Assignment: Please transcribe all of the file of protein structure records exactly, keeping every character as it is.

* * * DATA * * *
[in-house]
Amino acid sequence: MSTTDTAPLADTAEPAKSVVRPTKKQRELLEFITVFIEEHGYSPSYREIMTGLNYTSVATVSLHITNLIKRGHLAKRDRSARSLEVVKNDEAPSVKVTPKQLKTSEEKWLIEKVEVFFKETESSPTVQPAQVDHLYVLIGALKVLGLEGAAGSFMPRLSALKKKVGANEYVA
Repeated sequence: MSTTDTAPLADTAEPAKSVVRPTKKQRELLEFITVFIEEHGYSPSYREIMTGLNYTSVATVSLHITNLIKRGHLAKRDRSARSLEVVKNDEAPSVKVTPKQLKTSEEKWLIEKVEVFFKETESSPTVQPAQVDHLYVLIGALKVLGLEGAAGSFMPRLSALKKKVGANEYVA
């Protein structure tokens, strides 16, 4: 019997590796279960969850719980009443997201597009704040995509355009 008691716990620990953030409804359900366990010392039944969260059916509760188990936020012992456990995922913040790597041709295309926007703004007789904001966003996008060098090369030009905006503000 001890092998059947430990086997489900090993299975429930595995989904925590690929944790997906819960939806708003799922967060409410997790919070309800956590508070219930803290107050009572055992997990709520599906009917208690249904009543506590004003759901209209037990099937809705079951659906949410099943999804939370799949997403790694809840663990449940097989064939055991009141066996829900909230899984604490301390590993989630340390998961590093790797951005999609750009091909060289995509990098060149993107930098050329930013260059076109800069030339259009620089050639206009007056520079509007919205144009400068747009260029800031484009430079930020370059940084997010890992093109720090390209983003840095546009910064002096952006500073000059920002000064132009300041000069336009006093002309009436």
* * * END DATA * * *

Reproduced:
[in-house]
Amino acid sequence: MSTTDTAPLADTAEPAKSVVRPTKKQRELLEFITVFIEEHGYSPSYREIMTGLNYTSVATVSLHITNLIKRGHLAKRDRSARSLEVVKNDEAPSVKVTPKQLKTSEEKWLIEKVEVFFKETESSPTVQPAQVDHLYVLIGALKVLGLEGAAGSFMPRLSALKKKVGANEYVA
Repeated sequence: MSTTDTAPLADTAEPAKSVVRPTKKQRELLEFITVFIEEHGYSPSYREIMTGLNYTSVATVSLHITNLIKRGHLAKRDRSARSLEVVKNDEAPSVKVTPKQLKTSEEKWLIEKVEVFFKETESSPTVQPAQVDHLYVLIGALKVLGLEGAAGSFMPRLSALKKKVGANEYVA
């Protein structure tokens, strides 16, 4: 019997590796279960969850719980009443997201597009704040995509355009 008691716990620990953030409804359900366990010392039944969260059916509760188990936020012992456990995922913040790597041709295309926007703004007789904001966003996008060098090369030009905006503000 001890092998059947430990086997489900090993299975429930595995989904925590690929944790997906819960939806708003799922967060409410997790919070309800956590508070219930803290107050009572055992997990709520599906009917208690249904009543506590004003759901209209037990099937809705079951659906949410099943999804939370799949997403790694809840663990449940097989064939055991009141066996829900909230899984604490301390590993989630340390998961590093790797951005999609750009091909060289995509990098060149993107930098050329930013260059076109800069030339259009620089050639206009007056520079509007919205144009400068747009260029800031484009430079930020370059940084997010890992093109720090390209983003840095546009910064002096952006500073000059920002000064132009300041000069336009006093002309009436």